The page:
Attorney Blog

New Developments in Environmental Law

McGregor and Legere Presented Their Environmental Law Update to Municipal Attorneys

Written by
/ Published Thursday, 15 September 2016 14:08

Our firm is active with the Massachusetts Municipal Lawyers Association (MMLA). We have been honored to present at the MMLA annual meeting a review of the year’s developments in environmental law and related land use, energy law, and litigation.

Municipal Modernization Act a Smorgasbord of Changes on Environment and Land Use

Written by
/ Published Thursday, 25 August 2016 15:10

On August 9, 2016 Governor Baker approved HB 4565, “An Act Modernizing Municipal Finance and Government,” signing into law what is now Chapter 218 of the Acts of 2016. This newly enacted legislation tweaks, modifies, and streamlines several existing statutes governing cities and towns.

Neighbor's Claim to Own the Shoreline of a Filled Tidal Pond Rejected by Land Court

Written by
/ Published Wednesday, 15 February 2017 15:45

Following a two day trial, Hon. Robert Foster of the Land Court recently rejected an abutter’s claim to the portion of a Falmouth family’s lot where they plan to build an addition to their seasonal cottage. The Court found that the presumption of land ownership to low water, derived by the Colonial Ordinances, did not apply. The Court invoked the doctrine of adverse possession by color of title to find for the Falmouth family on an alternative claim.

Busy End of Supreme Court Term Produces Important Land Use Cases

Written by
/ Published Wednesday, 02 September 2015 15:31

On three days in June, the U.S. Supreme Court decided cases making new law on signs and free speech, fair housing litigation, and air pollution regulation, and. We look at them in turn, in brief.

Municipal Environmental Law in Massachusetts

Written by
/ Published Friday, 03 April 2015 15:23

Environmental law at the local level is surprisingly well established and comprehensive. It deals with the universe of environmental problems, needs and opportunities that have come before Town Meetings and City Councils over the years, leading to legislation enacted in the form of bylaws and ordinances. In addition, innumerable municipal boards and officials have long list of policies, rules and regulations they have promulgated within their statutory or charter powers. Then there are property law principles and constitutional provisions imposing limits or conferring rights of an environmental nature. In summary, these local environmental laws and principles can range from “A to Z” (namely Air Pollution to Zoning). Every community has the basics on the books. Most have tailored them to their needs. Some are being artful and creative. None have taken full advantage of the legal powers that are available to protect the environment.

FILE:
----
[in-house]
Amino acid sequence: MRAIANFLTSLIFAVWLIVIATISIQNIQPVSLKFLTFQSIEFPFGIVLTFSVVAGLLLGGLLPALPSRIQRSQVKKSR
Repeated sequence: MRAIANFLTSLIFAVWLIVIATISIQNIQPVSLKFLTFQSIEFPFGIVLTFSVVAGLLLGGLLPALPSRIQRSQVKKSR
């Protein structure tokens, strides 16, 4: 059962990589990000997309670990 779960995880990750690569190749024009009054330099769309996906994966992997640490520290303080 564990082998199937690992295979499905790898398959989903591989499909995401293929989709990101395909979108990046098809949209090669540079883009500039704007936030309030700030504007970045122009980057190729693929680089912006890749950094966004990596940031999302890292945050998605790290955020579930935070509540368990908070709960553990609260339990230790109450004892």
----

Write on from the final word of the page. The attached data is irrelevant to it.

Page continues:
Appeals Court Reaffirms Conservation Commissions’ Dual Authority

Written by
/ Published Monday, 26 January 2015 13:02

The Appeals Court in Parkview Electronics Trust, LLC v. Conservation Commission of Winchester, 88 Mass. App. Ct. 833 (2016), recently rejected a challenge to the well-established principle that a conservation commission can have regulatory authority under a local wetlands bylaw or ordinance that is independent from, and in addition to, its authority under the state Wetlands Protection Act (“Act”). This is so as long as a commission relies on a provision of its local wetlands law that is more stringent than the Act and complies with the timeframes set forth in the Act. Otherwise a commission risks having its decisions under both state and local laws superseded by MassDEP in an appeal under the Act.

Summary of MassDEP's Regulatory Reform Revisions

Written by
/ Published Tuesday, 06 May 2014 19:59

The stated purpose of the MassDEP Regulatory Reform Initiative is to streamline the permitting process and maintain MassDEP's high standards of environmental protection. Following a review over two years, all MassDEP Bureaus changes to take effect soon, if not already.

Supreme Judicial Court Upholds MESA Regulations For Delineating and Regulating Priority Habitat

Written by
/ Published Friday, 18 April 2014 16:29

In an important victory for the state’s vulnerable wildlife species, the Massachusetts Supreme Judicial Court (“SJC”) recently upheld the Massachusetts Endangered Species Act (“MESA”) regulations in all respects.  The case, known as Pepin v. Division of Fisheries and Wildlife, 467 Mass. 210 (2014), challenged the procedural and substantive jurisdiction implemented by the state Division of Fisheries and Wildlife (“DFW”) under MESA.  

State's High Court Gives Green Light to Ten-Citizen Suit Seeking MEPA Review of Fellsway Project

Written by
/ Published Tuesday, 10 December 2013 19:00

Citizen groups may sue project proponents using the so-called Citizen Suit Statute, G.L. c. 214, §7A, to challenge decisions allowing projects that would allegedly cause damage to the environment in violation of the Massachusetts Environmental Policy Act ("MEPA").

Without Clearly Defined Performance Standards, A Local Wetlands Ordinance or Bylaw May Be Worthless

Written by
/ Published Monday, 09 December 2013 16:14

The Massachusetts Appeals Court’s decision in Tremont Redevelopment Corporation v. Conservation Commission of Westwood, 73 Mass. App. Ct. 1127 (2009), provides guidance for municipalities concerned about the limits of Home Rule for local wetland protection ordinances or bylaws.   The Court applied the Home Rule Doctrine in light of several prior decisions1 and ruled that the Westwood Conservation Commission’s disapproval of a project under its Wetlands Protection Bylaw was invalid.2  

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